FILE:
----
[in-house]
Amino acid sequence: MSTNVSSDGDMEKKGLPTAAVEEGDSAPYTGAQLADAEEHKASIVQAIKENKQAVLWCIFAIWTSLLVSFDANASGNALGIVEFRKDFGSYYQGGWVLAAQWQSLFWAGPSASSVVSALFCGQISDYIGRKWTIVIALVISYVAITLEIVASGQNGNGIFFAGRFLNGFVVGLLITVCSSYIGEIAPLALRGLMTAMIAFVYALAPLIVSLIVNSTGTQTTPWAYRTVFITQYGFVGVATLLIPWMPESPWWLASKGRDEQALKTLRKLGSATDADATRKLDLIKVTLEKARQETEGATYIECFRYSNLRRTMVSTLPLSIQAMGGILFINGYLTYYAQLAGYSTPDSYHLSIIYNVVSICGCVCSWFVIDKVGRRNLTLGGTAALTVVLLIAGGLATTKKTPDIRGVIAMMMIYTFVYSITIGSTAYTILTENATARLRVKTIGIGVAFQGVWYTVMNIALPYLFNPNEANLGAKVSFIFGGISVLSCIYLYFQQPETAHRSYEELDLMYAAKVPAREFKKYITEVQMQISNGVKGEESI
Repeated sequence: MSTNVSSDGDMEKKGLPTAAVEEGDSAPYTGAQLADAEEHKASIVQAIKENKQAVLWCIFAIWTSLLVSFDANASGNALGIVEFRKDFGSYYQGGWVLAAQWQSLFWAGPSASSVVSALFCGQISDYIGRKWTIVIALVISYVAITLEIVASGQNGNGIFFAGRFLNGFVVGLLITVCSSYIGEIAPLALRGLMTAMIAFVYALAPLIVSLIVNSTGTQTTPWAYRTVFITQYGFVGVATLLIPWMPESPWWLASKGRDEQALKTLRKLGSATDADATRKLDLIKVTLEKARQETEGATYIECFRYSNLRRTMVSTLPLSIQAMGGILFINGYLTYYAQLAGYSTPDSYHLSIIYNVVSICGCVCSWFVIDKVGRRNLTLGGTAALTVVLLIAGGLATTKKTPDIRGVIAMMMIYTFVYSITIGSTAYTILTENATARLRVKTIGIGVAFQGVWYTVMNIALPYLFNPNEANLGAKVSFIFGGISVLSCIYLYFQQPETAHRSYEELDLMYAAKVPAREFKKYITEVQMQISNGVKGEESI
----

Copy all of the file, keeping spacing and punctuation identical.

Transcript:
[in-house]
Amino acid sequence: MSTNVSSDGDMEKKGLPTAAVEEGDSAPYTGAQLADAEEHKASIVQAIKENKQAVLWCIFAIWTSLLVSFDANASGNALGIVEFRKDFGSYYQGGWVLAAQWQSLFWAGPSASSVVSALFCGQISDYIGRKWTIVIALVISYVAITLEIVASGQNGNGIFFAGRFLNGFVVGLLITVCSSYIGEIAPLALRGLMTAMIAFVYALAPLIVSLIVNSTGTQTTPWAYRTVFITQYGFVGVATLLIPWMPESPWWLASKGRDEQALKTLRKLGSATDADATRKLDLIKVTLEKARQETEGATYIECFRYSNLRRTMVSTLPLSIQAMGGILFINGYLTYYAQLAGYSTPDSYHLSIIYNVVSICGCVCSWFVIDKVGRRNLTLGGTAALTVVLLIAGGLATTKKTPDIRGVIAMMMIYTFVYSITIGSTAYTILTENATARLRVKTIGIGVAFQGVWYTVMNIALPYLFNPNEANLGAKVSFIFGGISVLSCIYLYFQQPETAHRSYEELDLMYAAKVPAREFKKYITEVQMQISNGVKGEESI
Repeated sequence: MSTNVSSDGDMEKKGLPTAAVEEGDSAPYTGAQLADAEEHKASIVQAIKENKQAVLWCIFAIWTSLLVSFDANASGNALGIVEFRKDFGSYYQGGWVLAAQWQSLFWAGPSASSVVSALFCGQISDYIGRKWTIVIALVISYVAITLEIVASGQNGNGIFFAGRFLNGFVVGLLITVCSSYIGEIAPLALRGLMTAMIAFVYALAPLIVSLIVNSTGTQTTPWAYRTVFITQYGFVGVATLLIPWMPESPWWLASKGRDEQALKTLRKLGSATDADATRKLDLIKVTLEKARQETEGATYIECFRYSNLRRTMVSTLPLSIQAMGGILFINGYLTYYAQLAGYSTPDSYHLSIIYNVVSICGCVCSWFVIDKVGRRNLTLGGTAALTVVLLIAGGLATTKKTPDIRGVIAMMMIYTFVYSITIGSTAYTILTENATARLRVKTIGIGVAFQGVWYTVMNIALPYLFNPNEANLGAKVSFIFGGISVLSCIYLYFQQPETAHRSYEELDLMYAAKVPAREFKKYITEVQMQISNGVKGEESI